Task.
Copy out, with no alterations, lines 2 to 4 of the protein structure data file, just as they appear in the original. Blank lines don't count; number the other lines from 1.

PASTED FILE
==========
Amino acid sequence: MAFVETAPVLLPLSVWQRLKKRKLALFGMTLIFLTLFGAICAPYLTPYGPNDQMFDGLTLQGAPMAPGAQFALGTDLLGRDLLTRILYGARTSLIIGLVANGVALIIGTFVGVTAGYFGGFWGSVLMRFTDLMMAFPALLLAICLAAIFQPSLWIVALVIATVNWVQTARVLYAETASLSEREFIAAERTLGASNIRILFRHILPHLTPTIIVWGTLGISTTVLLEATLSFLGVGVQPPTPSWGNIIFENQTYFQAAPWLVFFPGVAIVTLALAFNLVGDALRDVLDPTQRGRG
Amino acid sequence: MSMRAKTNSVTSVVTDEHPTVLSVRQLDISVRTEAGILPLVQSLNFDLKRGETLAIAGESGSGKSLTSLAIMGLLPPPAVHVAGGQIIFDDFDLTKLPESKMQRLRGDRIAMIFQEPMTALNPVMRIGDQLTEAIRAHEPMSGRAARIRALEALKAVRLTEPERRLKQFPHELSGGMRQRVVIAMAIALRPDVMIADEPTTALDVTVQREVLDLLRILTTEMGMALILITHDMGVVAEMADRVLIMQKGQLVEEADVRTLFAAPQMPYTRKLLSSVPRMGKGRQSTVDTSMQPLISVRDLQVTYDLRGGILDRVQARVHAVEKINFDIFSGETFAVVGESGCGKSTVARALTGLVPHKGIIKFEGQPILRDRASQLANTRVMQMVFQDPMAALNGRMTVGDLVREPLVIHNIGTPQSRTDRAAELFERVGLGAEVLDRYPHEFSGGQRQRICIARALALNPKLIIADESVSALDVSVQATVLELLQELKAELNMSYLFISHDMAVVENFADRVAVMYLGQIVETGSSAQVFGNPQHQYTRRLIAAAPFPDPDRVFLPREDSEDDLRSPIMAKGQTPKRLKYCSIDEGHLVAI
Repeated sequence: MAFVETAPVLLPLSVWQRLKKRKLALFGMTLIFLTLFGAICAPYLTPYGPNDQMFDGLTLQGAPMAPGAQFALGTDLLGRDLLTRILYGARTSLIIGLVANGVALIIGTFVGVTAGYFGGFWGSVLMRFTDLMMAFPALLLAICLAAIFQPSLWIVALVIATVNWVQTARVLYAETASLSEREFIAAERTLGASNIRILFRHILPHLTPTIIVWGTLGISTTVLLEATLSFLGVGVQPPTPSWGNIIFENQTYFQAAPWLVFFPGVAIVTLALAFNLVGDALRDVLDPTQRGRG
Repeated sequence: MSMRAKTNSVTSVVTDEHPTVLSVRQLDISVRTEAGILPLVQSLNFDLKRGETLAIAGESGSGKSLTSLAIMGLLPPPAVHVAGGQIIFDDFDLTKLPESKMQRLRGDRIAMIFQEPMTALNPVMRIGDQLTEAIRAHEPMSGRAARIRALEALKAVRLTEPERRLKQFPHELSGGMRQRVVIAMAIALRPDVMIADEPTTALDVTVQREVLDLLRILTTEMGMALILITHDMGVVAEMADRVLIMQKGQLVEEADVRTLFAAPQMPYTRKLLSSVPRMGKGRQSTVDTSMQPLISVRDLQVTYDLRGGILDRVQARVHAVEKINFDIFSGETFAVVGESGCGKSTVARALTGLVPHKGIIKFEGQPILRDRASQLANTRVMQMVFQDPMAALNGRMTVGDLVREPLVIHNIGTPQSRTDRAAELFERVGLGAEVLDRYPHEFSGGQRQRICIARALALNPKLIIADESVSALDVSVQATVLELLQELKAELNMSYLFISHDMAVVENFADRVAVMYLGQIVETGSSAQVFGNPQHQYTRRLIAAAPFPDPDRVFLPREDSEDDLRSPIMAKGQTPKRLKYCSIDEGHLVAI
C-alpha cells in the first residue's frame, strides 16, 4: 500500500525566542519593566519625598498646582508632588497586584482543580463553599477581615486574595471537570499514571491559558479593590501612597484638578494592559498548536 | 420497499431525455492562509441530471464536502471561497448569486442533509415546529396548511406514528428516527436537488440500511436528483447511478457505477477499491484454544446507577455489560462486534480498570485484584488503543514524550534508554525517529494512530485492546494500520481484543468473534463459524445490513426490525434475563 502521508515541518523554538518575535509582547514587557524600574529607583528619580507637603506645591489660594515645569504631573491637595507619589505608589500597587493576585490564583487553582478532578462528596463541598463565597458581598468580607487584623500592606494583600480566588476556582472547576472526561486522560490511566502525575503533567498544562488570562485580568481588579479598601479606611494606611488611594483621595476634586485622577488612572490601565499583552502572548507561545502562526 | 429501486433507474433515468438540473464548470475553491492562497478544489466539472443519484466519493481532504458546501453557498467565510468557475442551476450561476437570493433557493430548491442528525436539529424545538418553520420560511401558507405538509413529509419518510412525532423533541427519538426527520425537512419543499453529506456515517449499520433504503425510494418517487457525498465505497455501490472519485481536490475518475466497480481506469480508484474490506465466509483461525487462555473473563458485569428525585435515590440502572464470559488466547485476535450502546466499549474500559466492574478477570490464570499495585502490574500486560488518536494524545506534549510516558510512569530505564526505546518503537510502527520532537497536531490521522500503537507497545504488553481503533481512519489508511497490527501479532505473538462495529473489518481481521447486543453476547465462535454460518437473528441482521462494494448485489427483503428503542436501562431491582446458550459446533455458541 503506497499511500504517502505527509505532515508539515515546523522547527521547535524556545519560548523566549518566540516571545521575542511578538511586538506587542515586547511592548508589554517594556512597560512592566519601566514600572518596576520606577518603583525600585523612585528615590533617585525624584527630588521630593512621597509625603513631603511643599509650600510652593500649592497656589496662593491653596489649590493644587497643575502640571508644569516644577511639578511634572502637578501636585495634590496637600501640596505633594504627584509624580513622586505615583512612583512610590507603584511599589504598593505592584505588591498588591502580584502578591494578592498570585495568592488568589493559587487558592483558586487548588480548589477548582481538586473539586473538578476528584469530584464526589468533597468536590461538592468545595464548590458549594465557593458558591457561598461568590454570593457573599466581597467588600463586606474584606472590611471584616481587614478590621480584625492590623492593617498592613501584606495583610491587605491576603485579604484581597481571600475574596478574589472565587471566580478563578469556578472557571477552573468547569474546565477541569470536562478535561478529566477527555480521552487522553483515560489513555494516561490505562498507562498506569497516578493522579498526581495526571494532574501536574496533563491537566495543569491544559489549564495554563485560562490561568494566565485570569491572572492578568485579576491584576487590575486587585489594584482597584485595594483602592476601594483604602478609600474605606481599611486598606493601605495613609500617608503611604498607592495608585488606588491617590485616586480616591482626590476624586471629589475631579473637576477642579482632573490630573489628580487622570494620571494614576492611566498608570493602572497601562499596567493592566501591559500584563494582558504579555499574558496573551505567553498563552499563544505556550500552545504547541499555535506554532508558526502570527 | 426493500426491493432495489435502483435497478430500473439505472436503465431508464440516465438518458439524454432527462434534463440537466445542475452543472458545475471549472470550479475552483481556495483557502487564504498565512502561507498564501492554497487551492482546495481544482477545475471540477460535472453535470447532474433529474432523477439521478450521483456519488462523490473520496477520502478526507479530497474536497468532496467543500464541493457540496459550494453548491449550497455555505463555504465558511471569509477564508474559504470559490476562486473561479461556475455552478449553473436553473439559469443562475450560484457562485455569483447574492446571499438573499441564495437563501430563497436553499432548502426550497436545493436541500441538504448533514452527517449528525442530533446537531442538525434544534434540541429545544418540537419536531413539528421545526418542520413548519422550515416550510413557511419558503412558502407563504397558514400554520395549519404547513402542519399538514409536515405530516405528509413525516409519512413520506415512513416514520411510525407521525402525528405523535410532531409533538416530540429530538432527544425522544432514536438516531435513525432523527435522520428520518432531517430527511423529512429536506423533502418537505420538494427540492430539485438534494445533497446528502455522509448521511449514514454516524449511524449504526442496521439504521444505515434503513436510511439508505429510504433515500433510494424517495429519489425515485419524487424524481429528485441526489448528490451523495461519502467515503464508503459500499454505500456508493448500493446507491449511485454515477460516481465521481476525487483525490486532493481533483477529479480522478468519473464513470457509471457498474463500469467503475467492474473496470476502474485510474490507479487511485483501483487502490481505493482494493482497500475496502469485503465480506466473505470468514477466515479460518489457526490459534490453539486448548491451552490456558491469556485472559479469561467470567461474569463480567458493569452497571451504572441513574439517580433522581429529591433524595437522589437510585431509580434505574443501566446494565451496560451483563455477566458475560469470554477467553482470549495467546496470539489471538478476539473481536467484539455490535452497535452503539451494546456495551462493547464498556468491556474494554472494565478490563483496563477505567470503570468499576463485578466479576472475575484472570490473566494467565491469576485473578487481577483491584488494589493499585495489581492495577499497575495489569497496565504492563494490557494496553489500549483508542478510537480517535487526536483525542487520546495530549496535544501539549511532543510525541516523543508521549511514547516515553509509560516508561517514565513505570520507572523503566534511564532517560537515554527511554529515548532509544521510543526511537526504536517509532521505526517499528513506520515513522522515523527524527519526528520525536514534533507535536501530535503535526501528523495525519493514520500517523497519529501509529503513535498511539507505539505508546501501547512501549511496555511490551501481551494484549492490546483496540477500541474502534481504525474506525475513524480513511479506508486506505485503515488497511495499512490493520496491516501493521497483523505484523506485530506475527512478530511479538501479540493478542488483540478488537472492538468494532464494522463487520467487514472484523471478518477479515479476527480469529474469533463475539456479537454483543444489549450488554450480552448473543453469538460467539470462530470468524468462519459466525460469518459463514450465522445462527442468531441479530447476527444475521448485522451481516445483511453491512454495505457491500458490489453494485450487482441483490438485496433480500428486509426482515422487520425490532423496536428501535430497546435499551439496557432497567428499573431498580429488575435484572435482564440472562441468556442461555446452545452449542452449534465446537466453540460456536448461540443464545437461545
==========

Amino acid sequence: MSMRAKTNSVTSVVTDEHPTVLSVRQLDISVRTEAGILPLVQSLNFDLKRGETLAIAGESGSGKSLTSLAIMGLLPPPAVHVAGGQIIFDDFDLTKLPESKMQRLRGDRIAMIFQEPMTALNPVMRIGDQLTEAIRAHEPMSGRAARIRALEALKAVRLTEPERRLKQFPHELSGGMRQRVVIAMAIALRPDVMIADEPTTALDVTVQREVLDLLRILTTEMGMALILITHDMGVVAEMADRVLIMQKGQLVEEADVRTLFAAPQMPYTRKLLSSVPRMGKGRQSTVDTSMQPLISVRDLQVTYDLRGGILDRVQARVHAVEKINFDIFSGETFAVVGESGCGKSTVARALTGLVPHKGIIKFEGQPILRDRASQLANTRVMQMVFQDPMAALNGRMTVGDLVREPLVIHNIGTPQSRTDRAAELFERVGLGAEVLDRYPHEFSGGQRQRICIARALALNPKLIIADESVSALDVSVQATVLELLQELKAELNMSYLFISHDMAVVENFADRVAVMYLGQIVETGSSAQVFGNPQHQYTRRLIAAAPFPDPDRVFLPREDSEDDLRSPIMAKGQTPKRLKYCSIDEGHLVAI
Repeated sequence: MAFVETAPVLLPLSVWQRLKKRKLALFGMTLIFLTLFGAICAPYLTPYGPNDQMFDGLTLQGAPMAPGAQFALGTDLLGRDLLTRILYGARTSLIIGLVANGVALIIGTFVGVTAGYFGGFWGSVLMRFTDLMMAFPALLLAICLAAIFQPSLWIVALVIATVNWVQTARVLYAETASLSEREFIAAERTLGASNIRILFRHILPHLTPTIIVWGTLGISTTVLLEATLSFLGVGVQPPTPSWGNIIFENQTYFQAAPWLVFFPGVAIVTLALAFNLVGDALRDVLDPTQRGRG
Repeated sequence: MSMRAKTNSVTSVVTDEHPTVLSVRQLDISVRTEAGILPLVQSLNFDLKRGETLAIAGESGSGKSLTSLAIMGLLPPPAVHVAGGQIIFDDFDLTKLPESKMQRLRGDRIAMIFQEPMTALNPVMRIGDQLTEAIRAHEPMSGRAARIRALEALKAVRLTEPERRLKQFPHELSGGMRQRVVIAMAIALRPDVMIADEPTTALDVTVQREVLDLLRILTTEMGMALILITHDMGVVAEMADRVLIMQKGQLVEEADVRTLFAAPQMPYTRKLLSSVPRMGKGRQSTVDTSMQPLISVRDLQVTYDLRGGILDRVQARVHAVEKINFDIFSGETFAVVGESGCGKSTVARALTGLVPHKGIIKFEGQPILRDRASQLANTRVMQMVFQDPMAALNGRMTVGDLVREPLVIHNIGTPQSRTDRAAELFERVGLGAEVLDRYPHEFSGGQRQRICIARALALNPKLIIADESVSALDVSVQATVLELLQELKAELNMSYLFISHDMAVVENFADRVAVMYLGQIVETGSSAQVFGNPQHQYTRRLIAAAPFPDPDRVFLPREDSEDDLRSPIMAKGQTPKRLKYCSIDEGHLVAI